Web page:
Detty December in ‘Collabo’ with Flogging: The Security Status at Nigerian Concerts Last Year

I was talking to a friend recently. “I don’t enjoy writing as much as people think I do.” He looked at me in surprise. “I write because it’s what I do best.” His jaw dropped some more. Certainly, I wasn’t expecting a different reaction. The little achievement I’ve been able to muster so far is as a result of writing. Writing is one skill that has consistently proven itself to be my comrade. Together, we have successfully conquered the hearts of a select number of people, which is why I made a promise to always use writing as an instrument of change, no matter how inconsequential it might be.

These days, I don’t write editorials about music or musicians. I’ve passed that chapter of my life. Although most of what I do is still writing, it’s without the (usual) pressure. Also, as a freelancer, life has been tough but we what? We move. When I finally start making money from this (entertainment) consultancy p, appropriate adjustments shall be made to my shoulders and you would need to fill a form in order to have access to my P.A’s dog veterinarian. The plan, anyway, is to document my observations as I continue to work from behind the scenes.

How Important is Security at Concerts?

Now, I’m not proficient in this particular aspect I’m writing about: security at events. All I have is basic knowledge, an undying curiosity, and an observing eye. What led to the development of this article is the fact that my December was unsullied. Everyone wouldn’t stop flooding statuses and timelines with various updates. Thankfully, that happened to have its benefits. Through social media, Twitter especially, I was able to learn that Nativeland was experiencing troubles with security. The venue of the concert, Muri Okunola Park (VI), became overcrowded and resultantly, threatened the security force.

You and I know that the importance of security at concerts cannot be overemphasized. It goes beyond just placing personnel at the gate to screen the crowd or using the presence of armed forces to instill fear and composure into the people. I’m talking about having a (nearly) impeccable security plan that must be properly executed. It is even best to work with security experts as that happens to be their field.

To further highlight the importance of security at concerts, and how things can quickly go south, let me refresh your memory. Do you remember what happened after Ariana Grande’s concert in Manchester a few years back? 58 people died and more than 250 people were injured. Shortly after that, another disastrous thing happened: more than 50 people lost their lives and 400 people sustained critical injuries at the Route 91 Harvest festival in Las Vegas.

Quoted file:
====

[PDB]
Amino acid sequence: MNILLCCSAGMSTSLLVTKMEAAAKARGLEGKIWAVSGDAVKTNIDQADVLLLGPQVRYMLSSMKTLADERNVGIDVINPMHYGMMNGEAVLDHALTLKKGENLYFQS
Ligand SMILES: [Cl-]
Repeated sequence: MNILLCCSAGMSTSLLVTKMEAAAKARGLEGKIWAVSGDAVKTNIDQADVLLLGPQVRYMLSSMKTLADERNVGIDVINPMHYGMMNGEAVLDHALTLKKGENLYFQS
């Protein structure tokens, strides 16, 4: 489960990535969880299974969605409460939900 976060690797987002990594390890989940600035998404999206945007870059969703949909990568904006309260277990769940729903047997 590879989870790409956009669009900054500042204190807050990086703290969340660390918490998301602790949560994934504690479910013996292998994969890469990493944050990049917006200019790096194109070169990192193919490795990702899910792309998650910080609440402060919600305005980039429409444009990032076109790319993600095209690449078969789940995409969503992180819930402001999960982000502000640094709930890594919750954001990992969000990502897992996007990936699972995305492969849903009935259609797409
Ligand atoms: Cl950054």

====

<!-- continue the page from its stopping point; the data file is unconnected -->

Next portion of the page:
Now, these are concerts where security is usually their top priority yet unforeseen things still happened.

Detty December With a Mix of Flogging

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Apparently, the Nativeland story doesn’t end there. It metamorphosed into a ruckus. The stage crashed which further incited an uproar. The crowd at the gate continued to increase rapidly so much that the security men had to deny everyone entry as well as exit. Disorderliness seized the moment and the security men began beating people in a bid to establish order.

The situation was a lot messier because the event was heavily attended by kids — who undoubtedly have a curfew — looking forward to having a good time but were instead met with a reality marked by violence and zero safety measures.

What exactly happened? Did the organizers of the concert not have a detailed security plan? Where did it all go wrong?

It was later revealed that the overcrowding was a result of last-minute ticket sales even after selling out the proposed number of tickets. It is not preposterous to say it was an avoidable mistake — one that could have been remedied should there have been a rigorous security plan.

However, it’s sad that humans, myself included, are quick to condemn things when it is more productive to be solution-oriented.

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Not long after, social media brought it to our attention that the same thing happened at Wizkid’s concert. I saw several tweets of people complaining about how they were maltreated at the entrance by the security men (including the Police and Army). After the concert, the police shot a civilian. He died. Things became heated and thugs started assailing innocent citizens, snatching their property.